I’m not a shopper, so online buying has been great for me, even before the pandemic. When I do have to physically go to a store, I try to be in-and-out. If a store doesn’t have what I’m looking for, I’m out of there: I’m not going to browse around. I have done all of my Christmas shopping in one day, during my lunch hour. Before I go in, I have a game plan, and I stick to it – no need to vary from the path.

Bill and I recently had to make a trip to Springfield, Mo., and while we were there, I thought I would run by a store at the mall to pick one thing; another one of my in-and-out trips. That was my first mistake.

It had been years since I have been inside this mall, and the last time I was there was a quick trip with my sister-in-law, who knew where she was going. Surely it wouldn’t be that hard to find one store in the mall. That was my second mistake.

We parked the truck near an entrance I thought would be close to the store I wanted. Even if it wasn’t right at the door, how far could it be? There aren’t that many stores in the mall, right? I asked Bill if he was going to come with me. He laughed, tilted his seat back, and put his hat over his face for a bit of nap.

“I’m going to stay right here,” he said. “Take your time.”

As I made my way through the entrance, I remembered why I never go there. There were people everywhere, and I instantly felt like a fish out of water. 

I found a map, but nowhere did the words “You are here” appear. I located the store I was looking for and started to make my way there. This is when mistake number three occurred.

I walked for what seemed like miles. Corridors shot to the left and right, in front of and behind me. I was lost, yet surrounded by people. I figured I would ask someone for directions. That’s where my fourth mistake happened.

I asked a woman and her daughter if they knew where this store was. At first they said no, then they asked me if I knew where another store was. If I went to that store, the store I was looking for was on the other side. It would be easier, they said, to go all the way through the store because once I made it to the other entrance, it would be down the hall and to the right. Mistake number five.

I found the store they mentioned and began to make my way through it. There was apparently a big sale going on because it was packed. Finally, after walking through women’s wear, men’s clothes, household goods and kid’s clearance, I found the other entrance/exit.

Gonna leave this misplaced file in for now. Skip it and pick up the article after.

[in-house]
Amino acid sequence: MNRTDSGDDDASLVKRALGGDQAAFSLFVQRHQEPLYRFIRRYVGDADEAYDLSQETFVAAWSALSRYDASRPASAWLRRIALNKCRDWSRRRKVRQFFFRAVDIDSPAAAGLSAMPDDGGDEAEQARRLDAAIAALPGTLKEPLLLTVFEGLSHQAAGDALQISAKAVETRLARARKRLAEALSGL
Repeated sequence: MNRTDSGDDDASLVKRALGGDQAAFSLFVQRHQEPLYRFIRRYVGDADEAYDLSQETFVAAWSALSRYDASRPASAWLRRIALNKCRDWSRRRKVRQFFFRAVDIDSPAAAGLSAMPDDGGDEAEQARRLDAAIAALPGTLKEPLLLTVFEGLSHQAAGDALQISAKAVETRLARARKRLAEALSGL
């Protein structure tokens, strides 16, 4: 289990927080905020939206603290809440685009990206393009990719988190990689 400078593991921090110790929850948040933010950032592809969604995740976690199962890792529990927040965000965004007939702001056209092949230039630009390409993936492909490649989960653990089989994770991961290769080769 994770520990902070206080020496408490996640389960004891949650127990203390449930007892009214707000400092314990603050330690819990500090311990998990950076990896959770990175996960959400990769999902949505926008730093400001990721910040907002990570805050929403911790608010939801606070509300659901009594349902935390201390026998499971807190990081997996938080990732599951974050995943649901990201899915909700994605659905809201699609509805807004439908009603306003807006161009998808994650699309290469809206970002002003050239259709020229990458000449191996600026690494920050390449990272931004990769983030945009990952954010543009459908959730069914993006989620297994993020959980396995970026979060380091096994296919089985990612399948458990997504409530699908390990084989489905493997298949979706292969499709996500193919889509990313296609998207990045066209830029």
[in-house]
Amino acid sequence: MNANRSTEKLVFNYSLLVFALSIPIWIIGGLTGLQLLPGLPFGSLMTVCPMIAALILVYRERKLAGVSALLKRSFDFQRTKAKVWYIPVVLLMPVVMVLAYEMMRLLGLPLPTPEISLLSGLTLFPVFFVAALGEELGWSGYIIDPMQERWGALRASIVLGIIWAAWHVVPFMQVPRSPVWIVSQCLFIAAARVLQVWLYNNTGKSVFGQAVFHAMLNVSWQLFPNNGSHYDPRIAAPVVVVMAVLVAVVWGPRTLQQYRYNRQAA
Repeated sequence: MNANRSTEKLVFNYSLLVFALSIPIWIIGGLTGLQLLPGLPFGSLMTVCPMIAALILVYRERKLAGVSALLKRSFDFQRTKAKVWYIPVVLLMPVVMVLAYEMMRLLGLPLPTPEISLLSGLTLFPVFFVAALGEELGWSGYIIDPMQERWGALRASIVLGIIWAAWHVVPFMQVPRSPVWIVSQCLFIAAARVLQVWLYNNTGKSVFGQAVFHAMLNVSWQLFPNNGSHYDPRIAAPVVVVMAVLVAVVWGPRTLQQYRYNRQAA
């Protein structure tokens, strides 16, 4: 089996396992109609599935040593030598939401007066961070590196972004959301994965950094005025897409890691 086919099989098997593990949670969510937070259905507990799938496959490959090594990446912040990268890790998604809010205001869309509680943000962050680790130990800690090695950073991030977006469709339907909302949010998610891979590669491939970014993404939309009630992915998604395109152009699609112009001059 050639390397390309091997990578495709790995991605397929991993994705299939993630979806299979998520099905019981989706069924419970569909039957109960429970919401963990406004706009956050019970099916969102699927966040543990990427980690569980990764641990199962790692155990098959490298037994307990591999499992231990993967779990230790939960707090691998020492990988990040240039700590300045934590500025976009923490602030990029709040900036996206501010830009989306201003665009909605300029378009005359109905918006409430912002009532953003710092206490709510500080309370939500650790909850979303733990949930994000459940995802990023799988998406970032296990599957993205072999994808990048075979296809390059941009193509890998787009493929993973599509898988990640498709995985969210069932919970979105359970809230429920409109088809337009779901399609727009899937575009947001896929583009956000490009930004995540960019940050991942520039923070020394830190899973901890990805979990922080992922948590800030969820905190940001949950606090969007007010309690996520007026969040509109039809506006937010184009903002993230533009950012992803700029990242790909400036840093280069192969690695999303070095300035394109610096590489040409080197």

I walked out, made a right, just as the mother and daughter told me to do, thinking I would soon reach my original destination. If you’re keeping track, that’s mistake number six.

I kept walking and walking, and walking, but there was no sign of the store. There wasn’t even any sign of it on the signs hanging from the ceiling.

I asked someone for directions, only to be told, again, that I was going the wrong way, again. 

I had been roaming the building for an hour, and I was done, finished and was over it. I didn’t need what I thought I needed enough to stay there any longer.

As I tried to retrace my steps, I figured Bill would be worried about me because I am never in a store that long. He left his cell phone at home, so I couldn’t call him. I was on my own, lost in a strange land. 

Finally, things started to look a little more familiar, and I saw a glowing “EXIT” sign. As I walked out the door and felt the sunshine hit my face, I knew I was free, free from that place. As I looked across the parking lot, I realized something very important – this is not where I parked. Dang it. Mistake number six.

I finally made it to the truck and was not in the best of humor.

“Did you find what you were looking for?” Bill asked.

“No, I couldn’t even find the store,” I replied.

“Did you ask someone for directions?” he said, to which I replied yes. “I saw people walking around with sacks from that store. Did you ask them where it was?”

“I didn’t see anyone with those bags,” I replied.

Bill shook his head and said, “Jules, your first mistake was not going online…”

Julie Turner-Crawford is a native of Dallas County, Mo., where she grew up on her family’s farm. She is a graduate of Missouri State University. To contact Julie, call 1-866-532-1960 or by email at [email protected].


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